Didn’t know where Barnard gets their money from? Well, now you do!
Aaand we’re back! This week came swimmingly and left… a lot less swimmingly. Monday’s meeting featured a breakdown of the Barnard budget with Eileen Di Benedetto, CFO and VP for Finance and SGA Rep Council, and Daniel Inzinga, Associate Director of Budget and Planning. It was a very helpful meeting, revealing more information about Barnard’s endowment and where that money is being allocated.
The meeting began with a presentation by Benedetto and Inzinga that clarified the details of the OCIO (Outsourced Chief Investment Office) and Barnard’s Board of Trustees. Thirty minutes later, the conversation moved to a Q&A where Board members asked incredibly thoughtful questions regarding the desire for Barnard not to invest in “climate denier” organizations.
The presentation began with a general overview of Barnard’s income. Barnard’s total endowment as of August 2021 was $477.3M, approximately $19M of which is transferred yearly to support 7.3% of the operating budget, with around $8.5M used specifically for financial aid. Benedetto then moved towards a discussion of the consulting agencies employed by Barnard—and hold your breath, it’s not pretty—Goldman Sachs and Partners Capital! The theory behind the consulting, however, is actually pretty interesting. Instead of choosing only one consulting agency to use, the Board of Trustees splits the endowment equally to see which will do better. It’s like Hunger Games but instead of thirst-trap teens, it’s white men in suits! Then, next year around July 1, the Board will reconvene to decide the permanent management of shares.
Then, Benedetto shared a graphic, highlighting Barnard’s 8.9% annual growth in endowment since 2012. That’s approximately $247M, equivalent to the tuition of over 3,000 students. However, the next graphic was a grim sight that served as a harrowing reminder; of the endowments of select liberal arts schools, Barnard comes dead last by far, averaging at approximately $470M, compared to the $2.8 billion dollar endowment of Williams College. President Sian Beilock justified this difference by claiming, “We were founded on an idea—not an endowment.” While many other liberal arts colleges were founded with a large bank account, Barnard was founded with the intent to give women the education they deserved when the University wouldn’t, regardless of the finances.
After that oddly wholesome ending to the graphic comparisons, the conversation then moved to the SGA endowment, which is around $515K with an annual allowance of $20K. Benedetto shared her agenda with VP of Finance Kennedy Yeager (BC’22), and the rest of the Board of Trustees. Bendetto explained that this year SGA will be more transparent in sharing what this money will be used for and how to create small activities that will enhance student life on campus.
The presentation then moved on to explain where Barnard gets their money. Inzinga explained that despite being completely need-blind, Barnard receives 64.5% of their operating budget from tuition and fees. Below is where Barnard gets the rest of their budget funding:
- Auxiliary Enterprises: 18.1%
- Endowment Spending 7.3%
- Private Gifts & Grants 6.4%
- Federal & State Grants 3.4%
- Other sources 0.4%
Izingia then shared that the most important part of the budget this year is safety, with regard to COVID-19 relief. Through contact tracing, testing, quarantine locations, CoVerified, and many more very necessary expenses, Barnard can ensure its students get the most realistic experience possible. The rest of the spending is as follows:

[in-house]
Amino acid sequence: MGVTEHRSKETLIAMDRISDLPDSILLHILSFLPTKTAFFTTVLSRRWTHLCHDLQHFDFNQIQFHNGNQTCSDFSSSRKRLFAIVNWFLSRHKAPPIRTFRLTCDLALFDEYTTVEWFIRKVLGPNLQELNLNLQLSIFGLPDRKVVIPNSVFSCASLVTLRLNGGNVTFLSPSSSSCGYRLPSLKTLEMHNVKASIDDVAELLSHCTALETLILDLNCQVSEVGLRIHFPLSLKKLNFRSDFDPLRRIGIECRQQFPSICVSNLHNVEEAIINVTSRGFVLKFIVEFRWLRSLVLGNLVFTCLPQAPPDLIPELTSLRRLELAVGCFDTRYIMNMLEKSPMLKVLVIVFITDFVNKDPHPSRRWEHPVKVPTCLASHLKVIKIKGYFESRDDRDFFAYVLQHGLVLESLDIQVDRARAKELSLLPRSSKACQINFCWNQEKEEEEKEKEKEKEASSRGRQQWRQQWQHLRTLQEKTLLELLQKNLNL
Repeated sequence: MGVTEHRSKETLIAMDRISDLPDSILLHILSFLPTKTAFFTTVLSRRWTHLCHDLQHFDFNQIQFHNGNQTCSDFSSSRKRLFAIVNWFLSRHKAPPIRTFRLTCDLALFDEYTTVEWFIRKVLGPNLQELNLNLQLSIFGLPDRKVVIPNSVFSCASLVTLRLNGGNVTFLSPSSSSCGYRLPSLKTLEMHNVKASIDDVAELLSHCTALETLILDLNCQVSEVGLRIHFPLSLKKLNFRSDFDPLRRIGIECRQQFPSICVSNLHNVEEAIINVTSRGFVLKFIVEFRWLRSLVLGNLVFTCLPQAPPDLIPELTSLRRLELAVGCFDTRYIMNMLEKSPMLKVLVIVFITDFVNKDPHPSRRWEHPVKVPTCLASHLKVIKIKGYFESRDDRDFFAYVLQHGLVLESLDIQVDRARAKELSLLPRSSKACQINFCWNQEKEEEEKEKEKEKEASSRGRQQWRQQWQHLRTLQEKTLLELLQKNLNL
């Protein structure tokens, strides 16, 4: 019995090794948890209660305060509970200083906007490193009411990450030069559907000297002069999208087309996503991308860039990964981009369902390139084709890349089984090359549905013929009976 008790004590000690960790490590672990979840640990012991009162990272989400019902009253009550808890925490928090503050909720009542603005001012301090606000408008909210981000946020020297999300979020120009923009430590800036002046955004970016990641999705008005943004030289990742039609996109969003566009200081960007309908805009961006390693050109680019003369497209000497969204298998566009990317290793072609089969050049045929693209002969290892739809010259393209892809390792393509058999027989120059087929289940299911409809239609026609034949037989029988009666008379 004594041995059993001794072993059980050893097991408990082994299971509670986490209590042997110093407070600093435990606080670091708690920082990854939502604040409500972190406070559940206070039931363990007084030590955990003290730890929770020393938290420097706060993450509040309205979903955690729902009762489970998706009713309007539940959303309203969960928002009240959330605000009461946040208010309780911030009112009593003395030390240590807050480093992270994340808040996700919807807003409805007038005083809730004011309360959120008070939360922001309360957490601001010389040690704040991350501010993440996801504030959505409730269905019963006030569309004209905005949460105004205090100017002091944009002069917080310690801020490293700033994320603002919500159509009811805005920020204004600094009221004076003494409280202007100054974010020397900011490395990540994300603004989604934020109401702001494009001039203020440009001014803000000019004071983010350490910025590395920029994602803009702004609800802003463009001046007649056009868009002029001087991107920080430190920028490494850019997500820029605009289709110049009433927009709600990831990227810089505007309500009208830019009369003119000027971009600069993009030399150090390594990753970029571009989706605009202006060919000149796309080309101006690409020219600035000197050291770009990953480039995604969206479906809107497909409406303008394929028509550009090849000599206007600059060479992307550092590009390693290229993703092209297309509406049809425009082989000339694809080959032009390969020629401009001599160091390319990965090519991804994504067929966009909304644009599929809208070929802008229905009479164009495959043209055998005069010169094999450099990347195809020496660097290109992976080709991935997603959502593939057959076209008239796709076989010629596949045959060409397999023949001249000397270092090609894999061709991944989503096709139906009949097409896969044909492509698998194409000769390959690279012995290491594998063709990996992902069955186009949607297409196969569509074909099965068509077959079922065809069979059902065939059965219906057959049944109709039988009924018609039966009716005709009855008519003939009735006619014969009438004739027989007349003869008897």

- Salaries and Wages: 37.9%
- OTPS (other than personal services all fixed costs like agreement to Columbia, buildings, etc.): 22.6%
- Financial Aid: 19.5%
- Employee Benefits: 15.2%
- Debt Service: 4.5%
- Contingency: 0.4%
After the presentation, the meeting was opened to general members to ask questions. While many questions asked challenged the creation of the Board of Trustees as well as the OCIO, below are two that were especially telling.
- “How do we ensure the Advisory Board stays aware of their environment and their place at Barnard?” – Delaney Michaelson (BC’24).
- Benedetto made it clear that her role on the advisory committee is to act as a conduit for communication between students and the trustees. She shared that during her time on the Board, Barnard students themselves created a task force and a set of guidelines to ensure no further investments in climate deniers.
- “While transparency of the climate side has become increasingly clear, how come Barnard students don’t know what else is going on behind the budget?” – Parker Watts (BC’22). Watts also brought up Columbia’s history of investment in unethical practices, and questioned why there is no other clarity.
- Benedetto responded that her hands are mostly tied. Due to legality between the OCIO and Board of Trustees, there isn’t much more information she can share. However, through SGA, she could obtain a report of donors and the background on the SGA endowment, which she would be glad to share with the Board. Benedetto also shared that she hopes to increase transparency through the financial aid department at Barnard through mandatory training to ensure customer service needs are being met.
That put an end to the budget and definitely was a big eye-opener for me. To wrap up this coverage, I’d like to remind everyone to read their emails for the SGA newsletter because it includes a large amount of very important information. See you next week!
Header via Bwarchives